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Temporal Variation in Physiological Biomarkers in Black Flying-Foxes (Pteropus alecto), Australia

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McMichael, L., Edson, D., Mayer, D., McLaughlin, A., Goldspink, L., Vidgen, M. E., Kopp, S., Meers, J. and Field, H. (2016) Temporal Variation in Physiological Biomarkers in Black Flying-Foxes (Pteropus alecto), Australia. EcoHealth . ISSN 1612-9202

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Article Link: http://dx.doi.org/10.1007/s10393-016-1113-0


Bats of the genus Pteropus (Pteropodidae) are recognised as the natural host of multiple emerging pathogenic viruses of animal and human health significance, including henipaviruses, lyssaviruses and ebolaviruses. Some studies have suggested that physiological and ecological factors may be associated with Hendra virus infection in flying-foxes in Australia; however, it is essential to understand the normal range and seasonal variability of physiological biomarkers before seeking physiological associations with infection status. We aimed to measure a suite of physiological biomarkers in P. alecto over time to identify any seasonal fluctuations and to examine possible associations with life-cycle and environmental stressors. We sampled 839 adult P. alecto in the Australian state of Queensland over a 12-month period. The adjusted population means of every assessed hematologic and biochemical parameter were within the reported reference range on every sampling occasion. However, within this range, we identified significant temporal variation in these parameters, in urinary parameters and body condition, which primarily reflected the normal annual life cycle. We found no evident effect of remarkable physiological demands or nutritional stress, and no indication of clinical disease driving any parameter values outside the normal species reference range. Our findings identify underlying temporal physiological changes at the population level that inform epidemiological studies and assessment of putative physiological risk factors driving Hendra virus infection in P. alecto. More broadly, the findings add to the knowledge of Pteropus populations in terms of their relative resistance and resilience to emerging infectious disease.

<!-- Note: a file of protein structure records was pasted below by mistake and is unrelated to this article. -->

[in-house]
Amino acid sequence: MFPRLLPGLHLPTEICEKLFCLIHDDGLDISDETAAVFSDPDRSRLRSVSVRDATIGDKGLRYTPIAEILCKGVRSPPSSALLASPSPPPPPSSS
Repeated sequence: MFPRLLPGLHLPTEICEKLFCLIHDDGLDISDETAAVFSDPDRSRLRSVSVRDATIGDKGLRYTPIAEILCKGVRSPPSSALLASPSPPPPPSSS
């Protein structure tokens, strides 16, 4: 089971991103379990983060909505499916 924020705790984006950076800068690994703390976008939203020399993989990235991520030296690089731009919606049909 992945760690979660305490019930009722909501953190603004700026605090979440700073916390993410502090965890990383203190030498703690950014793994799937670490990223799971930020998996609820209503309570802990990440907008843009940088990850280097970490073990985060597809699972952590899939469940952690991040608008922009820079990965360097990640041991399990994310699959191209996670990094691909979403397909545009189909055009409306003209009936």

Item Type:Article
Business groups:Biosecurity Queensland
Subjects:Science > Biology > Genetics
Science > Zoology
Animal culture > Small animal culture
Veterinary medicine > Veterinary virology
Veterinary medicine > Communicable diseases of animals (General)
Live Archive:31 Mar 2016 05:58
Last Modified:03 Sep 2021 16:50

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